Wimbledon 2019: Bernard Tomic's appeal against fine rejected by organisers with stinging rebuke

The 26-year-old Tomic appealed the decision, citing the fact he was unwell before the match, while Tsonga added that he felt his victory had been devalued.

Reuters July 20, 2019 13:07:20 IST
Wimbledon 2019: Bernard Tomic's appeal against fine rejected by organisers with stinging rebuke
  • Bernard Tomic’s appeal to overturn a fine for not playing to “required professional standards” at Wimbledon is denied

  • The Australian was fined his entire winnings of $ 56,241 after organisers ruled he had put in minimal effort

  • Tomic, however, said he would appeal the decision further

Australian Bernard Tomic’s appeal to overturn a fine for not playing to “required professional standards” at Wimbledon earlier this month has been denied in a stinging rebuke by the Grand Slam board.

Tomic lost his first round match 6-2 6-1 6-4 to France’s Jo-Wilfried Tsonga at Wimbledon and was fined his entire winnings of 45,000 pounds ($56,241) after organisers ruled he had put in minimal effort in the 58-minute defeat.

Wimbledon 2019 Bernard Tomics appeal against fine rejected by organisers with stinging rebuke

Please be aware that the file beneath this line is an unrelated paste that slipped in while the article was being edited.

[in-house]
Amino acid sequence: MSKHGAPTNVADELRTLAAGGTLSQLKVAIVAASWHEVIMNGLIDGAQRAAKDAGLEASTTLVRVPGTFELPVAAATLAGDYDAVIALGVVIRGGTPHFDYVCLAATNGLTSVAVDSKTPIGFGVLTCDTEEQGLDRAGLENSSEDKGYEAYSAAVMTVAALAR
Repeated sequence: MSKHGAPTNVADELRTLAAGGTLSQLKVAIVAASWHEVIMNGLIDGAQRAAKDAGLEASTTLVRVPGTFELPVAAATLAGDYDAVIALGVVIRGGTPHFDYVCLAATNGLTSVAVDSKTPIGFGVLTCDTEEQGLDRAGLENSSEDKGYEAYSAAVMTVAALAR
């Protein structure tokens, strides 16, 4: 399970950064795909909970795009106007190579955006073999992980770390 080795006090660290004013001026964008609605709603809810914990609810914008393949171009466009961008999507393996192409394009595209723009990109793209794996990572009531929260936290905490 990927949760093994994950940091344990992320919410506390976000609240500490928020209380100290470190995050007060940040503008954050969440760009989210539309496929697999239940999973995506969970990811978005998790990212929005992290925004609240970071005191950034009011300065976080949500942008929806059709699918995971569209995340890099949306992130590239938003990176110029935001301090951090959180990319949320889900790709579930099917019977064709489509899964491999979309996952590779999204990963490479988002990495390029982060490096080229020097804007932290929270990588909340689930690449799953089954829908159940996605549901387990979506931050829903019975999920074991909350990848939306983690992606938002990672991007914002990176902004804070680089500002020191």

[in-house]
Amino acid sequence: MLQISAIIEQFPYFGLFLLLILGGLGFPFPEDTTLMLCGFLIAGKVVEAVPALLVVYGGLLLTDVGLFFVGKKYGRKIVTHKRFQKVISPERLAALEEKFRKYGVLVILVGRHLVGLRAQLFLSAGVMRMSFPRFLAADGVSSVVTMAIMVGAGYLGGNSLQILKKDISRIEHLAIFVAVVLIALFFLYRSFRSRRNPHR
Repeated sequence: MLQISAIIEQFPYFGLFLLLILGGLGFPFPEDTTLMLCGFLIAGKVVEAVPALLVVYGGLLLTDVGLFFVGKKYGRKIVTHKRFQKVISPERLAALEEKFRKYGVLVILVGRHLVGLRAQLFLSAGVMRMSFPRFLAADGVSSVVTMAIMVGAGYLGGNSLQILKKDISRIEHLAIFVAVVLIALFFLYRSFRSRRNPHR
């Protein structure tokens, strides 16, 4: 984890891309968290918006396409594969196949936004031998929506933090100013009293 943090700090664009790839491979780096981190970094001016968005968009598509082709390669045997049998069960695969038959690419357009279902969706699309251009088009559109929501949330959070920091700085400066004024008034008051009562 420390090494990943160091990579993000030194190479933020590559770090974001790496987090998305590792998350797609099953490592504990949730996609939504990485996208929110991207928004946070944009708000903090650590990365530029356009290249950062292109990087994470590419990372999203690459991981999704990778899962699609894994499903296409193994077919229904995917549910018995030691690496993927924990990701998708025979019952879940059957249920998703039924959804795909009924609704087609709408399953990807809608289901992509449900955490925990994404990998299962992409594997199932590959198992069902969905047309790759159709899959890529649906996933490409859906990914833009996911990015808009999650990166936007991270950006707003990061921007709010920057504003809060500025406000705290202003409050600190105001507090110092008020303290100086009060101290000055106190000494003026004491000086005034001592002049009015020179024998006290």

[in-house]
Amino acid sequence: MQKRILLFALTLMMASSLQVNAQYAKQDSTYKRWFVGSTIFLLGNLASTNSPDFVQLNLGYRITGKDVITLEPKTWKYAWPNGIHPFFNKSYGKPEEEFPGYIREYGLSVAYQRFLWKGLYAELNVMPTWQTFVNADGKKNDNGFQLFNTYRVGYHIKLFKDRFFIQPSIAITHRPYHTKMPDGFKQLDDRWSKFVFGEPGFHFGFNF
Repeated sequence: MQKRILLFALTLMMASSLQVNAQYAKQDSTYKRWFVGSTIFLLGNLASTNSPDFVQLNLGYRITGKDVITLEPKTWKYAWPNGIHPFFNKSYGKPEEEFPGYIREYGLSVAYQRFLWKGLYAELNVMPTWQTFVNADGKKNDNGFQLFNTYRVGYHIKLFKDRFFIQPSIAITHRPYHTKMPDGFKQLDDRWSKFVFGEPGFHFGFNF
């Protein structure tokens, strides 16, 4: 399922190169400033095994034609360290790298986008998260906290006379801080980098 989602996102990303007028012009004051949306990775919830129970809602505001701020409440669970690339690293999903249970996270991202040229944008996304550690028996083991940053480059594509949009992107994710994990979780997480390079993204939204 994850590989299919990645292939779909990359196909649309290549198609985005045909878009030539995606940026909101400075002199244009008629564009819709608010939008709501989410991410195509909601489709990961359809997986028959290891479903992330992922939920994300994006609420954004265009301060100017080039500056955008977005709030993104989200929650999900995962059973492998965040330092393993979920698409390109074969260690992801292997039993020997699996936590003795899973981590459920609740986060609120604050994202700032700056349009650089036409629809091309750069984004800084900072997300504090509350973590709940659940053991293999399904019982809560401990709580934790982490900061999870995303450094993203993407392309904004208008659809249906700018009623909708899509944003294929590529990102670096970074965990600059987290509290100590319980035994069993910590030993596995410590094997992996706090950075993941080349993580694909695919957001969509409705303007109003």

Bernard Tomic in action. AFP

The 26-year-old Tomic appealed the decision, citing the fact he was unwell before the match, while Tsonga added that he felt his victory had been devalued.

The board, however, refused to overturn their original decision and heavily criticised Tomic’s attitude to tennis.

“A review of your historical record of misconduct at Grand Slams, never mind elsewhere, provides little justification for an adjustment,” board director Bill Babcock wrote in the decision letter that was published by the New York Times.

“In your case, Bernard, I am sure you would agree there is no historical evidence to give comfort to the theory that you can reform your behaviour.”

Babcock added that if Tomic goes without a sanction in his next eight Grand Slam events then he would be refunded 25 percent of the fine.

“Admittedly, I am sceptical that you can achieve this reform of Grand Slam on-court behaviour,” Babcock added. “Many others, no doubt, would be even more than just sceptical.

“Good luck and I hope to be pleasantly surprised in the future by your successful reform.”

Tomic, however, said he would appeal the decision further.

“I don’t care about this 25 percent; I care about the right thing for players in the future,” he told the newspaper.

This year’s tournament was not the first time Tomic has run afoul of tennis officialdom.

He was nicknamed ‘Tomic the Tank Engine’ after accusations he ‘tanked’ — or failed to try his best — in a loss to Andy Roddick at the 2012 US Open.

Tomic also said after his first round loss at Wimbledon in 2017 that he was ‘bored’ during the match.

He has also been periodically suspended from Australia’s Davis Cup team over the last five years for what Tennis Australia have called “ongoing disrespect”.

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